Environmental and Economic Consequences of Ontario's Green Energy Act
Fraser Institute Ontario Prosperity Initiative, Forthcoming
50 Pages Posted: 29 Aug 2013
Date Written: April 11, 2013
The Ontario Green Energy and Green Economy Act (herein the GEA) was passed in May 2009 with the purpose of addressing environmental concerns and promoting economic growth in Ontario. Its centerpiece is a schedule of subsidized electricity purchase contracts called Feed-in-Tariffs (FITs) that provide long-term guarantees of above-market rates for power generated by wind turbine farms, solar panel installations, bio-energy plants and small hydroelectric generators. Development of these power sources was motivated in part by a stated goal of closing the Lambton and Nanticoke coal-fired power plants.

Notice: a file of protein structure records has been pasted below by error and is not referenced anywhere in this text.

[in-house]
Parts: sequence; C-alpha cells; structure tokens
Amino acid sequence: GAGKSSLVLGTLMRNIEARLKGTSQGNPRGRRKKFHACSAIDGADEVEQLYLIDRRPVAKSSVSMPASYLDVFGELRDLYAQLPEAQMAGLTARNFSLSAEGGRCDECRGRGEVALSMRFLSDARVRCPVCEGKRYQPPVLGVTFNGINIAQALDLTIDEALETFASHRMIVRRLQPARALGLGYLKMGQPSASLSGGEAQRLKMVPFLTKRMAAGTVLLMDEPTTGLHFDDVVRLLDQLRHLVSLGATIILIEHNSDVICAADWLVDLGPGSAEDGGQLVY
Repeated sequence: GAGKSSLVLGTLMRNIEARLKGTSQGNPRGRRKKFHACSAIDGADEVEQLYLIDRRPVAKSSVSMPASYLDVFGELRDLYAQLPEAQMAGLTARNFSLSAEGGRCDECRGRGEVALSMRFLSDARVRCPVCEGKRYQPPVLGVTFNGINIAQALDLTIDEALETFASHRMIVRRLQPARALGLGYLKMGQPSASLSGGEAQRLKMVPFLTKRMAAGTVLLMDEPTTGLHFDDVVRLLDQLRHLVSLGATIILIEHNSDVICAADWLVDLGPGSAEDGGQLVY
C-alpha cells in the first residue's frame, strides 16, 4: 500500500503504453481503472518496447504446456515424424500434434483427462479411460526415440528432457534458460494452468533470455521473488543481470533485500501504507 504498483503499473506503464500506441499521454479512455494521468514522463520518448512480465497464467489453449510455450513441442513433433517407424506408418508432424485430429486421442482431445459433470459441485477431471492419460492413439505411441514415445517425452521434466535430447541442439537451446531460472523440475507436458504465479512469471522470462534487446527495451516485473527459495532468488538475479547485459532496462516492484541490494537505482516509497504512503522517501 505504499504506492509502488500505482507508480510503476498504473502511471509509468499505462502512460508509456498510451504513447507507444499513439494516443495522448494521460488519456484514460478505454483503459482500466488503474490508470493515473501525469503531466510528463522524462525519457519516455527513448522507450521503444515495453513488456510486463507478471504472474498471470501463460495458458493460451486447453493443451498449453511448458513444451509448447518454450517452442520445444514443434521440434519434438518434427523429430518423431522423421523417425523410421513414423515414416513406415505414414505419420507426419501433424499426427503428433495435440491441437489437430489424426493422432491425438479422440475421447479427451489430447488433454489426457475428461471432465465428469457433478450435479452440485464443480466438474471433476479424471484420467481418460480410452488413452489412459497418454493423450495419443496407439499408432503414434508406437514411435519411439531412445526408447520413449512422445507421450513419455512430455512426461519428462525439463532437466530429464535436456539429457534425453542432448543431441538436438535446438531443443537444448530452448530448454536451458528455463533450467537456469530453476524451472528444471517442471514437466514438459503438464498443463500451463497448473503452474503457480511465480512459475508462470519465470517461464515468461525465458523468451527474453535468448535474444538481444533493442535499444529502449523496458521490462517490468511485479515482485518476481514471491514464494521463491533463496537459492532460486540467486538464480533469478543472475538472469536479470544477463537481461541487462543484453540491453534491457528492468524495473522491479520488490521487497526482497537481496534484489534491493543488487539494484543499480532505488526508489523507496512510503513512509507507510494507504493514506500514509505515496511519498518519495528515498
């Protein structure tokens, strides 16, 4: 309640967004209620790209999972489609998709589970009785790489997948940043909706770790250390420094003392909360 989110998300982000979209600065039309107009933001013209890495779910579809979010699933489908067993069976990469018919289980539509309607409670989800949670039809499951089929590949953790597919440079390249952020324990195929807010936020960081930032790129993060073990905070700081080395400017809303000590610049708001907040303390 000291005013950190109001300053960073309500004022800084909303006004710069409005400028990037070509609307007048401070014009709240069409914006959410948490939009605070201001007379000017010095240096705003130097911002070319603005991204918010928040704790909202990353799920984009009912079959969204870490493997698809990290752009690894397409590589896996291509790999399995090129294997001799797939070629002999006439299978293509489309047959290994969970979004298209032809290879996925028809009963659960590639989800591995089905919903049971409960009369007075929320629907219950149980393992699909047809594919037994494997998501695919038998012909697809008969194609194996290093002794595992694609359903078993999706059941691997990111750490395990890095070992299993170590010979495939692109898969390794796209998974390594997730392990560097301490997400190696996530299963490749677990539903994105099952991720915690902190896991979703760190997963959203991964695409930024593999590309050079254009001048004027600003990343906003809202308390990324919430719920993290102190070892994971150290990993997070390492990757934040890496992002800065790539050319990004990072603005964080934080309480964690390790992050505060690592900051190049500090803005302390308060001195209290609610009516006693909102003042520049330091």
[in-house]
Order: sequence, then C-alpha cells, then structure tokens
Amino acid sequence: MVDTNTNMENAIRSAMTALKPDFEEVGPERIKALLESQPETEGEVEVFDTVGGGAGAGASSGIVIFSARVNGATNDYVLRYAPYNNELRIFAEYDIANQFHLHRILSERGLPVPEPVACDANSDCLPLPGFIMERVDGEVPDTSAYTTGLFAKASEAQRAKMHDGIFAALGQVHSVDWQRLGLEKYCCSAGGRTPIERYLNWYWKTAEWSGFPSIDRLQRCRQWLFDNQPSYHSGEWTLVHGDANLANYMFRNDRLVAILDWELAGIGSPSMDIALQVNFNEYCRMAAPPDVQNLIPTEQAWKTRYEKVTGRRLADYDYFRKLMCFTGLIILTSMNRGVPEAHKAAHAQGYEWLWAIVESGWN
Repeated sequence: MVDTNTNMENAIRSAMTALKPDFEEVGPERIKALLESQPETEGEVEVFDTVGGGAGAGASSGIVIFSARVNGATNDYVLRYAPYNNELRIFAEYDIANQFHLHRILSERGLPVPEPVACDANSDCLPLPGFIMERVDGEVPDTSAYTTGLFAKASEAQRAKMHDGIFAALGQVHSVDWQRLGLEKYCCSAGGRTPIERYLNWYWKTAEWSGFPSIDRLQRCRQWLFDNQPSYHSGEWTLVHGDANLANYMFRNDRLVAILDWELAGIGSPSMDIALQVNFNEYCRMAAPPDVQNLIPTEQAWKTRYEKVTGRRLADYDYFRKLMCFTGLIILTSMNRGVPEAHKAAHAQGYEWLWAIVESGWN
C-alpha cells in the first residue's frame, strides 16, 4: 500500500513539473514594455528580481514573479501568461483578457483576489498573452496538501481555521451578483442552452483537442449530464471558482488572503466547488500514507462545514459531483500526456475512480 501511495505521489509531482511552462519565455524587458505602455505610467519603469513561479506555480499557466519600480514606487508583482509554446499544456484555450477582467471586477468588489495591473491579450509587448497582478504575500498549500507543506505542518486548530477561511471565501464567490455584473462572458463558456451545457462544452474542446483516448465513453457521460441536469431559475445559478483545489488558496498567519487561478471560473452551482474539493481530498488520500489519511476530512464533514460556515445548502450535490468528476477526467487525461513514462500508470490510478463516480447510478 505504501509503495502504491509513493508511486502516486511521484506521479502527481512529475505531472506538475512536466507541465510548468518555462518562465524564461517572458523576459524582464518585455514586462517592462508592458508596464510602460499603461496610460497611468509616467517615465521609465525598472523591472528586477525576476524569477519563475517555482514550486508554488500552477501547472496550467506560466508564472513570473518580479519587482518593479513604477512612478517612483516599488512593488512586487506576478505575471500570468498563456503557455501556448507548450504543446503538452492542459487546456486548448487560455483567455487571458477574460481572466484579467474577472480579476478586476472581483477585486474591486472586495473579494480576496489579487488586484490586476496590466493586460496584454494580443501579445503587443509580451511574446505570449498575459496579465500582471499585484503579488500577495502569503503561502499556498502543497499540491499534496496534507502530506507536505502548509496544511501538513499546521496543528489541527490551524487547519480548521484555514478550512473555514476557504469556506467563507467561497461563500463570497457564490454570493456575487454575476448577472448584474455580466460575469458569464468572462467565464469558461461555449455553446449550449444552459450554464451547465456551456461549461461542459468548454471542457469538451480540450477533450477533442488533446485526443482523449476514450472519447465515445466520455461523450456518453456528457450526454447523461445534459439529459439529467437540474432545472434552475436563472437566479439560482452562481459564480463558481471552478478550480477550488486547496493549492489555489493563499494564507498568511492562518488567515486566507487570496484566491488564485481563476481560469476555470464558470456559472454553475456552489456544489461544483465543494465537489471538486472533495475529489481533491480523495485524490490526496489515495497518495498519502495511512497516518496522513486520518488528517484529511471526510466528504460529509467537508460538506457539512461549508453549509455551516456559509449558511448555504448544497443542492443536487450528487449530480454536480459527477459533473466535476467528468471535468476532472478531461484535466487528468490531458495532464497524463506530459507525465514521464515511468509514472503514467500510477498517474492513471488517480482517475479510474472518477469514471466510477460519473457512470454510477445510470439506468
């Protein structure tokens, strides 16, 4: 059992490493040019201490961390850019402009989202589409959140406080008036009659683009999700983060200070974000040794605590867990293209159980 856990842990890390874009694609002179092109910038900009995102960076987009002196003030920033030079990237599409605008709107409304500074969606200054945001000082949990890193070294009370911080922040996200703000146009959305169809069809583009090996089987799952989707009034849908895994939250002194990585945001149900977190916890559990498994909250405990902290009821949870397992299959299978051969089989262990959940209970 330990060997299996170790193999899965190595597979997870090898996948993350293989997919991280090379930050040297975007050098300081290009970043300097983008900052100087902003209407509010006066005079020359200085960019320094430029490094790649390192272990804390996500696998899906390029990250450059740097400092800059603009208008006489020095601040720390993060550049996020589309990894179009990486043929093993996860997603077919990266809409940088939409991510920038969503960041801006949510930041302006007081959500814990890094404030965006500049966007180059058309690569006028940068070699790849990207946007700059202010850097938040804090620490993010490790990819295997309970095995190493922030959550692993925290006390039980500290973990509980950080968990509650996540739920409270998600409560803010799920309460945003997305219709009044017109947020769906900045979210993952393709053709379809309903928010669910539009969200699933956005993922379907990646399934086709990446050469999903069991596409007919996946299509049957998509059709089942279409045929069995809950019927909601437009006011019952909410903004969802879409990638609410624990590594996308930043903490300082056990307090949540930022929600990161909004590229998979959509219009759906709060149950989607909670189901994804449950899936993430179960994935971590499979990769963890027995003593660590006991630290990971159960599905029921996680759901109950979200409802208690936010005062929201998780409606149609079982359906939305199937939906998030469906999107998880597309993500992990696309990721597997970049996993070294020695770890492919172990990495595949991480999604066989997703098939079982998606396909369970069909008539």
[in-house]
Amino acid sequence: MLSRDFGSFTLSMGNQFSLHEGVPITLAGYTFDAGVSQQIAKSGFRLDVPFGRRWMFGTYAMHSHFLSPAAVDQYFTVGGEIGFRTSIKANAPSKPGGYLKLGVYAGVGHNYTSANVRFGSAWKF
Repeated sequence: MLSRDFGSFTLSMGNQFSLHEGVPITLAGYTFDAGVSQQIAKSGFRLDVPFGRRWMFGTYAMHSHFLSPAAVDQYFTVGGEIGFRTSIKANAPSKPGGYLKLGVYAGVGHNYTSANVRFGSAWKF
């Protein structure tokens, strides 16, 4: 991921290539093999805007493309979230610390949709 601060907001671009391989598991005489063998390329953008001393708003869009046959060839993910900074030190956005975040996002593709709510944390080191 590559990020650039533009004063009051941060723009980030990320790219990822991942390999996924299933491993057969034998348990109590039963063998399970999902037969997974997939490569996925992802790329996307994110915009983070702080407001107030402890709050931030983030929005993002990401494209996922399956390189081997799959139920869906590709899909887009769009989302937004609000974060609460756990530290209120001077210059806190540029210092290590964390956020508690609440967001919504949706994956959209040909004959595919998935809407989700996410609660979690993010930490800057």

This report investigates the effect of the GEA on economic competitiveness in Ontario. It focuses on three questions: (1) Will the GEA materially improve environmental quality in Ontario? (2) Is it a cost-effective plan for accomplishing its goals? (3) Are the economic effects on households and leading economic sectors likely to be positive? The answer to each question is unambiguously negative.
It is unlikely the Green Energy Act will yield any environmental improvements other than those that would have happened anyway under policy and technology trends established since the 1970s. Indeed, it is plausible that adding more wind power to the grid will end up increasing overall air emissions from the power generation sector.
Keywords: Environment; Energy, Ontario Green Energy and Green Economy Act 2009, Environmental policy Economic aspects Ontario, Energy policy Environmental aspects Ontario, Energy policy Economic aspects Ontario, Clean energy industries Economic aspects Ontario, Renewable energy sources Law and legislation
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